However, in addition to appealing the district court's order, they sought a stay to prevent the enforcement of the injunction while the appeal was pending. Interestingly, while the district court judge seemed to have strong feelings in favor of restoring the voting rights of felons, the appellate court seems to be more in favor of the governor's position.

The Hartsfield-Jackson Airport has been, and probably still is, charging planes that refuel there local taxes on the aviation fuel. And while that's legal, according to the FAA's interpretation of the rules, the tax money collected from local aviation fuel tax can only be used for aviation related purposes.

After attempting to reach a resolution with the FAA, the county filed a lawsuit seeking to invalidate the interpretation of the rule. Unfortunately for the county, the appellate court explained that the case was filed too late after the interpretation of the rule was announced, as well as too soon as the FAA had not issued a final action as to the local taxes.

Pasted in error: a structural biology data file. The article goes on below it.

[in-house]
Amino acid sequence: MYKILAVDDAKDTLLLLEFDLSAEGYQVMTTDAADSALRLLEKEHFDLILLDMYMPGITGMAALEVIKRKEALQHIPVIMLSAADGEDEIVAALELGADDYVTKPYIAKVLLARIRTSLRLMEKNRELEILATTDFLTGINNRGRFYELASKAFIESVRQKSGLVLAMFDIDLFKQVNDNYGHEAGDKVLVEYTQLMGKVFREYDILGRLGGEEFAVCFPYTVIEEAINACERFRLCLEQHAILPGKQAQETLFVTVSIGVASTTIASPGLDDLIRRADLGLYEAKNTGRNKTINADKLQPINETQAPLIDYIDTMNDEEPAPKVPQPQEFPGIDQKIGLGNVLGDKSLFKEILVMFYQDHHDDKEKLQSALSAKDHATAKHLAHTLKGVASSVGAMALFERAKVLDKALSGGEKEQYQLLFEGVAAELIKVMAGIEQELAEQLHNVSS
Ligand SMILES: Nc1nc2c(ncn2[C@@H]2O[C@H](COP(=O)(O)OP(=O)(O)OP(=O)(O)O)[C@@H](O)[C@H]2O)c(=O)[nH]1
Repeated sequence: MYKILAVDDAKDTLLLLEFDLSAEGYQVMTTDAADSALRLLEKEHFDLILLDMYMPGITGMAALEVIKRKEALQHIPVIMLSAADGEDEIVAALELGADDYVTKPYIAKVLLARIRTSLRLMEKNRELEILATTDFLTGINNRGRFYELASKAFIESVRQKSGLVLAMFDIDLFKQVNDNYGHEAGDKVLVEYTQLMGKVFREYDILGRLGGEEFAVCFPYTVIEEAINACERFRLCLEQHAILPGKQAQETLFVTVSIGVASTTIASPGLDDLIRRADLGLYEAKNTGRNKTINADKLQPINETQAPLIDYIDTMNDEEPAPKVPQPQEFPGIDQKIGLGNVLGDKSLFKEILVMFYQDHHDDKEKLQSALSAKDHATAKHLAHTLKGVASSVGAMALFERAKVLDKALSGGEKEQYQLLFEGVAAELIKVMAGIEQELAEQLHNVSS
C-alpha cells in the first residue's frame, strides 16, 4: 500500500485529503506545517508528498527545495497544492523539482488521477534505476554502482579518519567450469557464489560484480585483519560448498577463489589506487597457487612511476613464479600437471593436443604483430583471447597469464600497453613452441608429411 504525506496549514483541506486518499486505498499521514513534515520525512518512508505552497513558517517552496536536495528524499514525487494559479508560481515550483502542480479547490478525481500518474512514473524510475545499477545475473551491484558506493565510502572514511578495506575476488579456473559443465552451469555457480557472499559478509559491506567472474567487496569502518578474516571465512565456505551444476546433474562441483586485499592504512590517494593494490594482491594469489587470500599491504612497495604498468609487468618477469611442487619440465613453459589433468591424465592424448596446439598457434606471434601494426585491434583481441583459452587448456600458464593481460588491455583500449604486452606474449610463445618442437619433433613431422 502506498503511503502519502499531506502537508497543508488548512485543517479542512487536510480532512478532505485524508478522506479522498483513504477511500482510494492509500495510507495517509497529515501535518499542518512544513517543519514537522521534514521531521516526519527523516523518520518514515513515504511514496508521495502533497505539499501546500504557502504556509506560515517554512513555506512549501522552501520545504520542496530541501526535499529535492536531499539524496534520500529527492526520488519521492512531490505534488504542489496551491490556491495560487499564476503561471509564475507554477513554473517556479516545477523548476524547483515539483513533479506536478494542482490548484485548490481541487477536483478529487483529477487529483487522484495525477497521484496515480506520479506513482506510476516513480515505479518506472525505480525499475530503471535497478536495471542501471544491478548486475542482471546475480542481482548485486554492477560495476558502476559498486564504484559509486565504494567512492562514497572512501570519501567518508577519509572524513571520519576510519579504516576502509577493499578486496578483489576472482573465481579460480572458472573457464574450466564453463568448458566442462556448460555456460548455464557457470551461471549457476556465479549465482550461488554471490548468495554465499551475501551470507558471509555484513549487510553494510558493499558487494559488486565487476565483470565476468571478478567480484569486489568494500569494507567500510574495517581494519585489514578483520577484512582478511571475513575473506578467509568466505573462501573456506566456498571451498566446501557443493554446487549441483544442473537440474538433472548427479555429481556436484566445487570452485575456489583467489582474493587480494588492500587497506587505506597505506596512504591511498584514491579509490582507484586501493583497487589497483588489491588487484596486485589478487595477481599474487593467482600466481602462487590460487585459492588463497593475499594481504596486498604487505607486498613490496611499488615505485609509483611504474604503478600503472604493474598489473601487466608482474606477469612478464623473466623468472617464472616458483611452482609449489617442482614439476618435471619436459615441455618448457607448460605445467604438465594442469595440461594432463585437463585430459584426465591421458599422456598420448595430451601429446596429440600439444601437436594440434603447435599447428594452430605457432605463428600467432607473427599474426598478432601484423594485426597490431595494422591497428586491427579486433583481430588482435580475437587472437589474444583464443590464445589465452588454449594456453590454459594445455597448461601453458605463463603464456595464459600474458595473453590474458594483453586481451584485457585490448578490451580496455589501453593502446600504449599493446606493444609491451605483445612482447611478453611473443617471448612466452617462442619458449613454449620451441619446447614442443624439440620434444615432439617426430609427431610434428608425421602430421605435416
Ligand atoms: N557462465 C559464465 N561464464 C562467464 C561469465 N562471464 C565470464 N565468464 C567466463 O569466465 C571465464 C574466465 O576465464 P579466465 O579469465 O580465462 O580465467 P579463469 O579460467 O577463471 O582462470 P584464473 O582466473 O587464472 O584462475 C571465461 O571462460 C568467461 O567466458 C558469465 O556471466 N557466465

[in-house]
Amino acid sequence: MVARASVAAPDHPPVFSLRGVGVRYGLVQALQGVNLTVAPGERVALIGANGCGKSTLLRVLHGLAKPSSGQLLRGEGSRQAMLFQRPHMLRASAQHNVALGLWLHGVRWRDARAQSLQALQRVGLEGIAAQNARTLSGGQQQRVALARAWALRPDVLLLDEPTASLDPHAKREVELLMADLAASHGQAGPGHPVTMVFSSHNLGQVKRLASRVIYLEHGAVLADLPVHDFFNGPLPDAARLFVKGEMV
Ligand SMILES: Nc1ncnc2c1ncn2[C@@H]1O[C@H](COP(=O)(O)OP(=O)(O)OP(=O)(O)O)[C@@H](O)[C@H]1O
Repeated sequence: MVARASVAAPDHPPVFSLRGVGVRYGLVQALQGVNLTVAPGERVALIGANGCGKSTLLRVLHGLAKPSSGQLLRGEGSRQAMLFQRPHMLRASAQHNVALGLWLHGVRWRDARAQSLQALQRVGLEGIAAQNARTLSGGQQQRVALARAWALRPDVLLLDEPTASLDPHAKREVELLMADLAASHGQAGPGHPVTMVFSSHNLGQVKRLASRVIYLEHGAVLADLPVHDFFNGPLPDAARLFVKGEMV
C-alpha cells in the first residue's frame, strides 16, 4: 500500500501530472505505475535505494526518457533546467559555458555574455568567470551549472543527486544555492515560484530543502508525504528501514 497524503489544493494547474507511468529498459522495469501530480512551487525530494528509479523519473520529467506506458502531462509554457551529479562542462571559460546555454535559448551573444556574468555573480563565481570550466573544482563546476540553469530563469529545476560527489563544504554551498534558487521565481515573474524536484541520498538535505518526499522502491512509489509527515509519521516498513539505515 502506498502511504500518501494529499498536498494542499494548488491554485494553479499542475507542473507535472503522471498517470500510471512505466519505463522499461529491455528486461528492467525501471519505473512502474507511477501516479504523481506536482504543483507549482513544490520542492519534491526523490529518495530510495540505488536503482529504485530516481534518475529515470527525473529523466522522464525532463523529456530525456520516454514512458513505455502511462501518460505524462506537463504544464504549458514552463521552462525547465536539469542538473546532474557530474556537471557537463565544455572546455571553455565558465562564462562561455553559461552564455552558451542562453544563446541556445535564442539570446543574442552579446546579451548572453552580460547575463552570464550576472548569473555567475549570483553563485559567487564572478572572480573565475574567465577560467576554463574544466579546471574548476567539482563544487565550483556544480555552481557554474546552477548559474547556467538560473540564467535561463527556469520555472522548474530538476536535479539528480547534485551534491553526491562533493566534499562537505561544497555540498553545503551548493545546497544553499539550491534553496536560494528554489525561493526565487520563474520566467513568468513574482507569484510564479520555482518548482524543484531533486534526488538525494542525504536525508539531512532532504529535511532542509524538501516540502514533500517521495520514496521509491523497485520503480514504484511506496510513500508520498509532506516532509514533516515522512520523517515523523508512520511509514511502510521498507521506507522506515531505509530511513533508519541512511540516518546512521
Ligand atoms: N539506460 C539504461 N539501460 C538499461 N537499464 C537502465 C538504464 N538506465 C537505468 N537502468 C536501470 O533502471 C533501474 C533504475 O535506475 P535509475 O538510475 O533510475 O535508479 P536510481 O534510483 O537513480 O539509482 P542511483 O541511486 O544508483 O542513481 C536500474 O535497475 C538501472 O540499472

The Eleventh Circuit Court of Appeals has ruled that the Fourth Amendment rights of a man convicted of inducing and assisting immigrants to illegally enter the United States were not violated when federal authorities reviewed the GPS log found aboard his boat. Perhaps the most curious fact is that the defendant actually consented to a search of his boat both verbally and in writing.